Does Tesla Use More Electricity Than Home AC Unit? (Surprising Result)

I’ve always wondered if my Tesla Model 3 LR uses more or less electricity than the 3-ton 16 SEER Daikin air conditioner. I never did the actual calculation, but it seems like a fine afternoon to do it now. It is quite exciting to see if the Tesla car uses more electricity than the AC unit.

You can place your bets now:

  • A option: Charging a Tesla uses more electricity than AC.
  • B option: AC uses more electricity than charging a Tesla.

Upon calculating the totals, my response was “Wow. That’s quite a surprise.”

Alright, here’s my setup (I think it’s pretty standard):

  1. I drive about 50 miles on a daily basis. That’s about 1,500 miles per month.
  2. The 3-ton 16 SEER AC unit is running about 8 hours per day. That’s 240 running hours per month.

The cost of electricity is about $0.18/kWh.

This is all we need to calculate if the AC will use more electricity than charging an electric vehicle.

Now, let’s start by calculating how much electricity Tesla Model 3 uses per month. After that, we will calculate how many kWh does AC uses per month, and then we can compare.

Note: If you would like for us to calculate this stuff for you, you can use the comment section below, give us these kinds of figures, and we can tell you if your EV uses more electricity than your AC.

How Much Electricity Tesla Uses For 50 Miles/Day?

Let’s make this calculation simple:

Tesla Model 3 Long Range has a specified range of about 300 miles. Realistically, that’s closer to 200 miles per 1 charge (100% full battery).

Now, driving 50 miles per day, will use about a quarter of my battery (25%). The full battery has a 75 kWh capacity. From this, I can calculate how many kWh does a Tesla use for every 50 miles like this:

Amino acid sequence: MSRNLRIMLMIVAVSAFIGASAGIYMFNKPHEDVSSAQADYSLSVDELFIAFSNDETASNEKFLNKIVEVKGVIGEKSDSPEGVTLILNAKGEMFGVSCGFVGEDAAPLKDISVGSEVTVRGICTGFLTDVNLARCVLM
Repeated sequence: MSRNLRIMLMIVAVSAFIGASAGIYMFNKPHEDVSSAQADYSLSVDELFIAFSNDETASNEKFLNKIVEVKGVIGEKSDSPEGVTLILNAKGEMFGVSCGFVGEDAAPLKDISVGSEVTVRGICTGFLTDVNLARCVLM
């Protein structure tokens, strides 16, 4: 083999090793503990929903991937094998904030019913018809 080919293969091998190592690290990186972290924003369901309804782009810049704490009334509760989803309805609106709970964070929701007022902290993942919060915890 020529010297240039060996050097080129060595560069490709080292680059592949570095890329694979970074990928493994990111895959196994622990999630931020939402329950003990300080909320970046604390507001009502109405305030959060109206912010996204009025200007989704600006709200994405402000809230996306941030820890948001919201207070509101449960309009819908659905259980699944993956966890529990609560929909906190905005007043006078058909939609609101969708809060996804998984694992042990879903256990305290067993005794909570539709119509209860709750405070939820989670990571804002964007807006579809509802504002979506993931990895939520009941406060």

Tesla Model 3 Electricity Usage (50 Miles) = 75 kWh × 0.25 = 18.75 kWh/Day

That sounds about right. On a daily basis, I use 18.75 kWh of electricity to charge my Tesla. Given the $0.18/kWh electricity cost, that’s $3.38 per day. Not bad at all.

On a monthly basis, I drive 1,500 miles. I have to charge my Tesla with 562.50 kWh of electricity. In dollar terms ($0.18/kWh), that’s $101.25 per month.

Let’s simplify this: I would pay about 100 bucks per month to charge my Tesla.

Alright, now let’s have a look at my air conditioning bill:

How Much Electricity AC Uses Per Day And Per Month?

The Daikin 3-ton 16 SEER unit we have in our home is perfect. On hot days, we run it for 10-12 hours, and on colder days, about 6 hours. Let’s say that the average daily running time during the summer is 8 hours per day.

Now, we can use the SEER rating and AC tonnage to calculate the daily electricity usage like this:

AC Electricity Usage (3 Ton 16 SEER) = (8 hours × 3 Tons × 12,000 BTU/Ton) / (16 × 1,000) = 18.00 kWh/Day

Wow. This is quite a surprise! AC electricity usage is neck-a-neck to Tesla electricity usage.

So, running my AC uses 18 kWh per day; that’s $3.24/day. On per month basis, the AC uses 540 kWh; that’s $97.20 per month.

Again, if we simplify this, we can say that running this AC costs about $100 per month.

Comparison And Conclusion

As we can see, charging a Tesla for 50 miles/day and running the 3-ton 16 SEER AC 8 hours per day costs about the same. It’s about $100 per month (with less than 5% difference).

Of course, if I would drive my EV more than 50 miles, I would use more electricity to charge the Tesla.

On the other hand, if I would have a bigger house and a bigger air conditioning unit, the AC would use more electricity than charging a Tesla.

Since I have this standard setup, however, I would about the same amount of electricity charging my Tesla as running our AC unit.

Nice. I kind of thought that Tesla would use more electricity but I’m glad I did this calculation to see that I pay about $100 for Tesla electricity and about $100 for AC electricity on my electricity bill.

If you have a similar Tesla vs. AC electricity usage situation, just drop some figures in the comment section below, we’ll gladly do this calculation for you. Thank you.

Leave a Comment